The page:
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Birth[ edit ] This section relies largely or entirely on a single source. Relevant discussion may be found on the talk page. Please help improve this article by introducing citations to additional sources.
She herself left no written works about her life. Her mother asked her husband to borrow some oil from a neighbor, but he had resolved in his life never to ask for anything from anyone except God.
At night Muhammad appeared to him in a dream and told him, "Your newly born daughter is a favorite of the Lord, and shall lead many Muslims to the right path. Life[ edit ] However, after the death of her father, famine overtook Basra.
She parted from her sisters. Rabia went into the desert to pray and became an ascetic , living a life of semi-seclusion. She is often cited as being the queen of saintly women,  and was known for her complete devotion in the form of "pure unconditional love of God. She never claimed to have obtained unity with Him; instead, she dedicated her life to getting closer to God. After a life of hardship, she spontaneously achieved a state of self-realization.
She was able to perform divine miracles because of her intimacy with God through this introspection. When asked by Shaikh Hasan al-Basri how she discovered the secret, she responded by stating: "You know of the how, but I know of the how-less. Her role as a spiritual and intellectual superiority is depicted in several narratives.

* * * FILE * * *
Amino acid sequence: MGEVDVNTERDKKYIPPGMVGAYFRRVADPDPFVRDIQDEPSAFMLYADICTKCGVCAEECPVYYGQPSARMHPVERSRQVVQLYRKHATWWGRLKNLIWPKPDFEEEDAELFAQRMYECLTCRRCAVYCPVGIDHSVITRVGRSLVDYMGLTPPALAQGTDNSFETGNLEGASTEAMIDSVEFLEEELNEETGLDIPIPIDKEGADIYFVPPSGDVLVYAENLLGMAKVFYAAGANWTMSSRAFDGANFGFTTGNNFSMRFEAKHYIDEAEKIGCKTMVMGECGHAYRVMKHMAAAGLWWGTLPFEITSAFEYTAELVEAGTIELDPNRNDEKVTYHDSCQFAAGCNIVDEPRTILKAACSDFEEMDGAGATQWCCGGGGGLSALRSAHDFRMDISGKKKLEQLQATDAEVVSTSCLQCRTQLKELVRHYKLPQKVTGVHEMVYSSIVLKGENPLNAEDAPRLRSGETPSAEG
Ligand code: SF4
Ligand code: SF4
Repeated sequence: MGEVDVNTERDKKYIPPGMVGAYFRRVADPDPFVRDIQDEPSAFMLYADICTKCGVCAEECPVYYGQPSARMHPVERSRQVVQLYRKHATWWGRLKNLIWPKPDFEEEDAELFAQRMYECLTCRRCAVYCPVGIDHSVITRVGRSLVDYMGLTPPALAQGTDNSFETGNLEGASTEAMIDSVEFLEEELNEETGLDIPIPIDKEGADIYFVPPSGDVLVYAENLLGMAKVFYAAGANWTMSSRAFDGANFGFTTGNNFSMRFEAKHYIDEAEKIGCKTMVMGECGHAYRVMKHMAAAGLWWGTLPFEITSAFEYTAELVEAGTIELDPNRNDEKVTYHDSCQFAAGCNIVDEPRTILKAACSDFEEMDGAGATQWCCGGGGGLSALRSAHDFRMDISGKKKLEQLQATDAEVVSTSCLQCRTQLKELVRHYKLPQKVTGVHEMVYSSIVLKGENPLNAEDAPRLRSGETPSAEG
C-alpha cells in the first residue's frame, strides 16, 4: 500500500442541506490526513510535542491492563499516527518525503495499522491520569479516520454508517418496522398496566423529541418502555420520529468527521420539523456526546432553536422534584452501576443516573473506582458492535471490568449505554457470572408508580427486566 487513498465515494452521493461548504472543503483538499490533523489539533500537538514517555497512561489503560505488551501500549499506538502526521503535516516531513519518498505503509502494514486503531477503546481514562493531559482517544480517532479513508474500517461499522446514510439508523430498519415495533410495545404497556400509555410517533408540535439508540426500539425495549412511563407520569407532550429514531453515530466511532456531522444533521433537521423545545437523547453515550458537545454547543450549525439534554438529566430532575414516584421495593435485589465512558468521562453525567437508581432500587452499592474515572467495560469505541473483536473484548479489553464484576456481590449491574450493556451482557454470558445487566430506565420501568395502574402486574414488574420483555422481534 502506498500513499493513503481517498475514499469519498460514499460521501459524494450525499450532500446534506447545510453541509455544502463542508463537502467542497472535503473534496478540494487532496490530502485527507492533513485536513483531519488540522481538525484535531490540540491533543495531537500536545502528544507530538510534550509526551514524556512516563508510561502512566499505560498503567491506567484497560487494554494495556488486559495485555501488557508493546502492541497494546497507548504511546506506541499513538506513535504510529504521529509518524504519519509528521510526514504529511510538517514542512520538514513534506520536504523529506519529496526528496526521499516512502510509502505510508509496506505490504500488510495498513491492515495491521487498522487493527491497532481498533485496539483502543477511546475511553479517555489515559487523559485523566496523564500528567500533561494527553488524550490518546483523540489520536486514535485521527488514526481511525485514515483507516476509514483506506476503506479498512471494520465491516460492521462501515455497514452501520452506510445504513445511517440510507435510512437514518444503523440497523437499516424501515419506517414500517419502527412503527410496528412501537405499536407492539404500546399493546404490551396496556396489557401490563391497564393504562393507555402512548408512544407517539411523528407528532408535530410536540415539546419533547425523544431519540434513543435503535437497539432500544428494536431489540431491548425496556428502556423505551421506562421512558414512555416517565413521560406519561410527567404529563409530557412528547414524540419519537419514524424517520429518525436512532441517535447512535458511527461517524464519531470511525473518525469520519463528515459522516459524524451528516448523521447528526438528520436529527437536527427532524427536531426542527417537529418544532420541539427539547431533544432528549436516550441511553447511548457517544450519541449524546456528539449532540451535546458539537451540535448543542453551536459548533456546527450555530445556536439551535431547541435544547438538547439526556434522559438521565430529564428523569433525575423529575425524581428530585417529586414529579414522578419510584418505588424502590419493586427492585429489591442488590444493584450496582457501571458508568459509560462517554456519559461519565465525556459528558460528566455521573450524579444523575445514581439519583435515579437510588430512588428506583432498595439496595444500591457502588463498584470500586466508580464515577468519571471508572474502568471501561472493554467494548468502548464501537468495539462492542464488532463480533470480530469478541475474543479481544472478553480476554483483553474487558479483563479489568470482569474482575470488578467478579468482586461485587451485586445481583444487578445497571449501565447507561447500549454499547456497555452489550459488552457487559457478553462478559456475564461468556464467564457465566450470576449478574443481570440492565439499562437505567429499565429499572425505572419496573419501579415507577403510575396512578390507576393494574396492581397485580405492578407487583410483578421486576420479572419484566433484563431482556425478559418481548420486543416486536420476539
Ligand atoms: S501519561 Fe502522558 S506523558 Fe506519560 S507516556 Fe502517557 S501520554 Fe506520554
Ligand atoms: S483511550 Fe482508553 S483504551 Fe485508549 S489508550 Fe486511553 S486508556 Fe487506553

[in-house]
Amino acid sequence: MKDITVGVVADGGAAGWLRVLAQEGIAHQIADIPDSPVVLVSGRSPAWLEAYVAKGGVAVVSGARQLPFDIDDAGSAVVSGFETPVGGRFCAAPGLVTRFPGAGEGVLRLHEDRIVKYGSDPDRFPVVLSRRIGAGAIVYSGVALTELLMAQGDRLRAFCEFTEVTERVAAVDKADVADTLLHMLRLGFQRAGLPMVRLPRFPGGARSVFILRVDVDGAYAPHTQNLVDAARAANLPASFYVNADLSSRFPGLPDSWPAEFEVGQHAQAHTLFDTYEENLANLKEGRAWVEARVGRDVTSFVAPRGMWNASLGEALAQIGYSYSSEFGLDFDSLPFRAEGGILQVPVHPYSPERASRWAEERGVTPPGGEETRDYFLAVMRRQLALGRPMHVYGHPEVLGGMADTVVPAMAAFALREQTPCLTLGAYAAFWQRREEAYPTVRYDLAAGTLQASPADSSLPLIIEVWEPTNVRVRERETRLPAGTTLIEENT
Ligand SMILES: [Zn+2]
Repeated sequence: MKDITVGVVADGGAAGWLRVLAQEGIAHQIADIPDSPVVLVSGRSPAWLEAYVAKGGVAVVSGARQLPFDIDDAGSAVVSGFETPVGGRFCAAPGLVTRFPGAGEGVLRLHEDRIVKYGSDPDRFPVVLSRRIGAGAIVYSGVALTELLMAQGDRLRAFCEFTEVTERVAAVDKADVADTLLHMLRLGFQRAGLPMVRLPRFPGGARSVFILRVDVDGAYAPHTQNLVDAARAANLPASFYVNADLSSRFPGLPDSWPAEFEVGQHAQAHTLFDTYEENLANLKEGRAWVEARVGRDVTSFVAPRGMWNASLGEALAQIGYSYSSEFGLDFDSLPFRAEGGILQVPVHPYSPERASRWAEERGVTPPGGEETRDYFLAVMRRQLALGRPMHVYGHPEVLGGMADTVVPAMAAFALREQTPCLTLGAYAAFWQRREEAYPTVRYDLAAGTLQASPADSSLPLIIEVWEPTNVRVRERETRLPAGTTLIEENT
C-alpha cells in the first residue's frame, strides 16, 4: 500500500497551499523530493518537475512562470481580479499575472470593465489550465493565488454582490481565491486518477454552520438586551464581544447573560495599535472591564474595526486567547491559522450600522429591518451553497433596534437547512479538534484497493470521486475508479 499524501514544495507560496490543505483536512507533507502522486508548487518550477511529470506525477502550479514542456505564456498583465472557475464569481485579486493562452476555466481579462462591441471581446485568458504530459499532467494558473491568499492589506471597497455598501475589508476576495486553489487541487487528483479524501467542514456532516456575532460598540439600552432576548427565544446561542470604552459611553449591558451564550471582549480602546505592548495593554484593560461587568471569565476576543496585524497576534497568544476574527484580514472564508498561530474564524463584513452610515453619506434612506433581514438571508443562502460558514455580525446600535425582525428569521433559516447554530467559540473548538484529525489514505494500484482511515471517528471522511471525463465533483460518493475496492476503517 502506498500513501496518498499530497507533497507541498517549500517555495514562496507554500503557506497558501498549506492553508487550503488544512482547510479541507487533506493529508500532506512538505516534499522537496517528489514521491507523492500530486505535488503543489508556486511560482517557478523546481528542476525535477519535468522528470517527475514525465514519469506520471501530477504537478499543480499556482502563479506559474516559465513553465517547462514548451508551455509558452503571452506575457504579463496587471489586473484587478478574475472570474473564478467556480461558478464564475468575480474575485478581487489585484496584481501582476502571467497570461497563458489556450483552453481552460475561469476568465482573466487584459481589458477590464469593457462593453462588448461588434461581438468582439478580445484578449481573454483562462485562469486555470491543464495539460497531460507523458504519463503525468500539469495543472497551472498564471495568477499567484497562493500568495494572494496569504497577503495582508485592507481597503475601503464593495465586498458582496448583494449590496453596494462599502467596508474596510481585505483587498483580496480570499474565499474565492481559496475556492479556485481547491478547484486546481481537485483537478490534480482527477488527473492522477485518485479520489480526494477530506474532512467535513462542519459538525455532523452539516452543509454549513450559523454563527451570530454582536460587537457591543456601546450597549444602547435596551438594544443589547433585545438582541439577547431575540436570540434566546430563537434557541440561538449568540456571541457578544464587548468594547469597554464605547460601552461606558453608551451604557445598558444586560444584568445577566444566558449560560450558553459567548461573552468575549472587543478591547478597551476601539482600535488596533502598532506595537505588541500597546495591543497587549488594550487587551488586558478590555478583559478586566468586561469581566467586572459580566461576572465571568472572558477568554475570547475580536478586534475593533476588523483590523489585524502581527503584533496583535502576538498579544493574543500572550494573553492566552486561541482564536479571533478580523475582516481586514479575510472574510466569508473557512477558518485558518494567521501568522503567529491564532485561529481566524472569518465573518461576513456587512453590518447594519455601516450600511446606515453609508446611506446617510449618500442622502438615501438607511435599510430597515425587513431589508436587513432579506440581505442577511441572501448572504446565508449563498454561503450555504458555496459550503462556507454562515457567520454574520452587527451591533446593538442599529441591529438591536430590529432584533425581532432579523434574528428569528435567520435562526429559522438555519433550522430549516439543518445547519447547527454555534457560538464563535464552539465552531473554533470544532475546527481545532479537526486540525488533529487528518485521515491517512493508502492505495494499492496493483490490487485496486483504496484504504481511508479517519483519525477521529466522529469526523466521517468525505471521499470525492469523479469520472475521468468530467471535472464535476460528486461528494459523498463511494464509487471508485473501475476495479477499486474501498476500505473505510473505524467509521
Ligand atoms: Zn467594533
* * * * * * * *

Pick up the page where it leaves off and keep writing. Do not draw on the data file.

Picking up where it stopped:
When asked what she was doing, she said,"I want to put out the fires of Hell, and burn down the rewards of Paradise. They block the way to Allah. I do not want to worship from fear of punishment or for the promise of reward, but simply for the love of Allah. One of these films, Rabia, released in , was directed by Osman F. Seden , and Fatma Girik played the leading role of Rabia.
Sufi Biography: Rabia Basri (Rabea al-Adawiya)
Sufi Biography: Rabia Basri Rabe a al-Adawiya Rabia bint Esmail al-Adawiya, born in humble circumstances and sold into slavery as a child, later settled in Basra where she attained great fame as a saint and a preacher and was highly esteemed by many of her pious contemporaries. The date of her death is given variously as and To her, a lifelong celibate, is attributed a large share in the introduction into Islamic mysticism of the theme of Divine love. Her tomb used to be pointed out near Jerusalem.
Rabi’a al-Basri, a grande mestra sufi
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